Have you ever failed to hold back the tears at work and then felt ashamed of yourself? Read this and you may feel differently.

There’s nothing more shameful than letting the tears fall at work.

I’m not talking about crying for personal reasons — if a family member dies or you receive some horrific health news then, by all means, let it out. I’ll even hand you a tissue. I’m talking about crying over work issues, when you have a disagreement with a colleague, make a mistake or when the frustration and stress take hold of you so strongly you have no choice but to collapse in a crying heap to keep yourself from Hulking out in an angry rage.

What’s horrifically inconvenient for me is that while I detest crying in the workplace, I also can’t help it at times. I’m a slave to tears of anger and frustration and during my career the salty little bastards have reared their heads more than I’m proud to admit. Even worse still is that once I’ve succumbed to tears I find it impossible to hide the evidence. My face and neck turn the color of overripe beetroots, my eyes fill up faster than the Titanic post-iceberg and my nose gets so red I fear it will be mistaken for a traffic light. And that Rudolph thought he had problems. Amateur.

Then there’s always the question of where to hide once said tears start falling. A friend recently told me she hides down beside her car in the gutter when she needs to let the tears free at work, hidden from prying eyes. Another friend volunteers to refill office supplies so she can cry in the privacy of the storeroom. I guarantee that you could pick out any woman in your workplace and they would have a crying story to tell and a place they like to hide. They might not share it with you, but that doesn’t mean they don’t have one.crying1

So if I’m doing it, and everybody around me is doing it, why do I think crying in the office is so shameful?

I’ve always thought the reason was because of the way I’ve heard some women around me speak since I entered the workforce. Just so you know, a puppy is subjected to the gender pay gap every time a woman instructs another woman to ‘turn on the tears’ or ‘just cry and he’ll back down’. It makes my blood run cold. It gives all women in the workforce a bad name and I saw my own tears as adding fuel to the sexism fire, when I only sought to put it out.

However, it was only a few days ago that I really came to understand my hatred of workplace tears and it came from the most unlikely of people.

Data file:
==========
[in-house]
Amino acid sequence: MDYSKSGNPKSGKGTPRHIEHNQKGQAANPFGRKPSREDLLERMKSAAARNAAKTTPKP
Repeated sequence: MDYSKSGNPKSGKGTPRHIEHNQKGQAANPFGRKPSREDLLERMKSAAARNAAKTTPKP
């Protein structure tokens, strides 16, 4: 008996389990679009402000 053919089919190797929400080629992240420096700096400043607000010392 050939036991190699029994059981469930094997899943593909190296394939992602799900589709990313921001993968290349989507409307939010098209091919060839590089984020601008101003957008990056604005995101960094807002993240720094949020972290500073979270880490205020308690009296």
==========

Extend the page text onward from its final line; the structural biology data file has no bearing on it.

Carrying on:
Julia Gillard and I have never had much in common. She was the first female Prime Minister of Australian, I write stories about awkward celebrity encounters or tales of nearly dying in the wilderness. She crotchets and knits in her free time for fun. I have yet to figure out how to sew on a button. Yet, when she visited Brisbane last week she put into words a feeling I now believe many woman hold inside when they feel that familiar sting start behind their eyes.

When asked why she’d been so averse to crying in public, even after male Prime Ministers had been known to shed a tear while leaving the top job, Ms Gillard had this to say.

“I was very conscious, as the first woman doing the job, that if I was seen to be cracking under the pressure it wouldn’t have been perceived as ‘Julia Gillard can’t take it’. It would have been perceived as ‘women can’t take it’ and I wasn’t going to let the team down.”

Letting the team down.

It’s what so many of us fear and at the end of the day that’s what we find so shameful about our tears. It’s not just about us, it’s just another drop in the raging ocean that is inequality between the sexes.

However, this is not to say that our male counterparts have it any easier than us, and unfortunately there’s enough room on the old shame train for everyone. While women have long been reassured that they can ‘turn on the tears’ at work to get what they want, men have been brought up to believe the opposite. Sure, the tears card can turn into a get out of jail free card when we need it but there is the little catch of having to give up your dignity to use it.

Cry and let the team down, cry and never be taken seriously again, cry and be just another woman who can’t take the heat and shouldn’t have the top job.

Unfortunately, there’s no easy way out of this problem for either sex but I will say this. Ladies, if you need to cry at work because you’re sad, angry, tired, frustrated or any other emotion that causes you to well up, you’re not letting the team down. What lets us all down is the archaic notion that women cry to get want they want, or the idea that you can’t get on with the job and do it well even when your mascara’s running.

It’s time to step off the shame train, guys and girls, because it’s your career and you can cry if you want to.

Have you ever cried in the workplace? How do you handle it?